Derek Thomas does works with therapist Josephine Custodio in his room at… (Genaro Molina, Los Angeles…)
He can piece together only fragments.
A trip, a road, a long drive home. He was asleep, he thinks, when the SUV began to swerve. His trainer's voice was full of panic just before they flipped and began to roll.
"Please," he recalled telling someone. "Please call my dad and tell him we had an accident."
Photos: After fire, a young man's life restarts
Derek Thomas, 19, had been heading home to San Diego from a high-altitude training camp in Mammoth. When he arrived by emergency jet at the Grossman Burn Center at West Hills Hospital & Medical Center, he was unconscious. Third-degree burns covered more than 85% of his body.
Doctors gave him a 1% chance to survive.
Among the worst
In 16 years of treating burn patients, Dr. Peter Grossman had seen all kinds of cases: firefighters caught in a backdraft, students ignited in chemistry labs, toddlers scorched with boiling soup.
Derek's case was among the worst. His burns penetrated to the muscle. They threatened to shut down his kidneys, his liver and his lungs. He could bleed to death.
Grossman told Derek's family not to expect much in the days ahead.
"Just get him to where he's awake," Derek's father, Randy Thomas, told the doctor. "And I know he'll take care of the rest."
For the next four months, the young man was in an induced coma to spare him excruciating pain. Every inch of his burned skin had to be scraped off to protect him from infection. He swelled to more than twice his normal size.
"He looked like the Michelin man," his father said. "All we could see were his eyes, his very swollen eyes, and one toe."
He and his wife, Paula, spent endless hours caressing that toe. It was the only part of their son they could touch.
The couple and Derek's sisters, Kayleen, then 21, and Sabrina, 17, settled in a tiny waiting room down the hall from the intensive care unit. They filled their space with blankets, pillows and a coffee maker. They decorated it with one of Derek's shiny rugby trophies and two photos: Derek smiling just before his high school graduation, Derek flying down the football field to score a touchdown.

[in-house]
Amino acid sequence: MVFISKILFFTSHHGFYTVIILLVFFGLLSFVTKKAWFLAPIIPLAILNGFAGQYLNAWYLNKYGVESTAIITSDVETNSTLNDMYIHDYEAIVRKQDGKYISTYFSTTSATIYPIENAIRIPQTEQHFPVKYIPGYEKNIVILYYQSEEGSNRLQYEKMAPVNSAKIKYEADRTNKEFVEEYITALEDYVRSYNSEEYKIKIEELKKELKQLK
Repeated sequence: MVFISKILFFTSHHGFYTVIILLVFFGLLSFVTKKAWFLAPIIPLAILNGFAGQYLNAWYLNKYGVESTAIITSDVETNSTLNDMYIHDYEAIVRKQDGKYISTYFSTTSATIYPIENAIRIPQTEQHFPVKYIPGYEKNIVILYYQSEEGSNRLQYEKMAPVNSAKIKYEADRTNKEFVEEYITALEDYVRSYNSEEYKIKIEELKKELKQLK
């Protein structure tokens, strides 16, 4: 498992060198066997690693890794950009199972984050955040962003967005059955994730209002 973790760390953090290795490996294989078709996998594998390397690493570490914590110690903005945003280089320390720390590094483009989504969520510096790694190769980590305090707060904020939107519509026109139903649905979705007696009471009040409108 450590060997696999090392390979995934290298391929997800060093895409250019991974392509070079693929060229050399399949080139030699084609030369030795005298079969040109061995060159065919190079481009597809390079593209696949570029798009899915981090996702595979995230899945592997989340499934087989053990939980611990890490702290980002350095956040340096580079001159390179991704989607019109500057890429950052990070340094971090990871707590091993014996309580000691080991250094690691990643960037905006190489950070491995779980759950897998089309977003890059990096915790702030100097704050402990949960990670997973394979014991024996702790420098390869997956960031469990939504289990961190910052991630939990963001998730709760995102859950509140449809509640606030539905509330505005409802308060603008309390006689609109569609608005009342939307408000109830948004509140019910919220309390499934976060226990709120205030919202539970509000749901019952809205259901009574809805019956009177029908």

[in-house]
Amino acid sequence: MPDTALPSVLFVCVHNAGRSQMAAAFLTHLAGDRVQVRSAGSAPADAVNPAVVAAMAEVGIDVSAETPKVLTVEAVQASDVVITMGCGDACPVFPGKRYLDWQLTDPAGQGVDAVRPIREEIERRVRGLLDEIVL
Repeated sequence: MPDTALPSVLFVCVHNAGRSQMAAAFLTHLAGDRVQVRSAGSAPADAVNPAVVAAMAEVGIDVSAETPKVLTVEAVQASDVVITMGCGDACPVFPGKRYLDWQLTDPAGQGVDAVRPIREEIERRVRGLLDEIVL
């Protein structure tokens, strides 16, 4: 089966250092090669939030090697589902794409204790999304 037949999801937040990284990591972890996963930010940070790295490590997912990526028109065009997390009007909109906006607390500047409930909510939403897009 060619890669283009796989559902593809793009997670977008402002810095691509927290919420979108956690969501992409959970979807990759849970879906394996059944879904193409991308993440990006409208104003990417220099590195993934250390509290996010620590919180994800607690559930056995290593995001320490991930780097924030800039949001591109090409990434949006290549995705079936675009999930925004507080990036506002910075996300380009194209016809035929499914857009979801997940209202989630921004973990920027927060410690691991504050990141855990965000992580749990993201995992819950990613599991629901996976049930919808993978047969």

From that windowless waiting room, they weathered every surgery. Dr. Grossman and his team had to peel skin from the few areas where Derek wasn't burned: his inner thighs and lower abdomen. They then stretched the skin with a machine and grafted it, piece by piece, onto Derek's wounded body.
Every few days, they repeated the process, racing the clock against infection. His fevers topped 105. He consumed about 7,000 calories a day through a tube to stay alive. But the once muscular kid — 6 feet tall and 190 pounds before the accident — eventually shed more than 60 pounds.
Back home, friends organized blood drives, pizza fundraisers and a 5-K run. One family offered Paula and Randy an apartment near the hospital, rent free.
On the Internet, his Aunt Trudi documented the roller coaster ride. She began Aug. 13, 2010, four days after the accident:
Aug. 25: Derek's vitals are not stable.
Aug. 25: Derek made a remarkable turnaround!!!
Sept. 15: His blood pressure has slipped again to a level of high concern.
Sept. 17: Again, he has rallied!
Wishes poured in from California, Idaho, Pennsylvania and Mississippi, from as far away as Kosovo. Some were from complete strangers who stumbled onto Derek's story in cyberspace and couldn't let go.
In November, Derek began to emerge from the coma. He learned to swallow again and to tighten his left hand; his right arm was still lifeless. He also learned to speak using a special tube. He surprised everyone on Dec. 11 with his first three words: "Happy Birthday, Mom."
Then, nearly five months after the accident, Aunt Trudi shared the news: Derek was no longer in critical condition.
Paula and Randy were overjoyed. They also held their breath. The more clear-headed Derek became, the more questions he asked.
How did I get here? How long have I been here? How many people were in the car?
"He has not asked about other difficult questions," Paula wrote to family. "About the fate of Amanda, Natalie, John or Drew...."
Derek's buddies used to tease him about his good looks — tall with soft brown eyes and a crooked smile. His senior year at Cathedral Catholic High School in San Diego, he was voted Class Heartthrob.
"When he first showed up on campus," said best friend Danny Orendain, "it was like a free-for-all to see which girl could land him."
In the end, he fell for Amanda Post.
She was goofy and tomboyish with a quirky, high-pitched laugh. Her friends would tease her: Amanda, wear some make-up. Amanda, comb your hair. Amanda, your uniform is on crooked.
Derek liked that she cared as little about her appearance as he did about his. Peach, as he called her because she loved peaches, kept up with him like one of the guys.
Who can sweat the most? Who can run the fastest? Who has more endurance? Their days revolved around their love of sports. For him, football, track and rugby. For her, field hockey and track.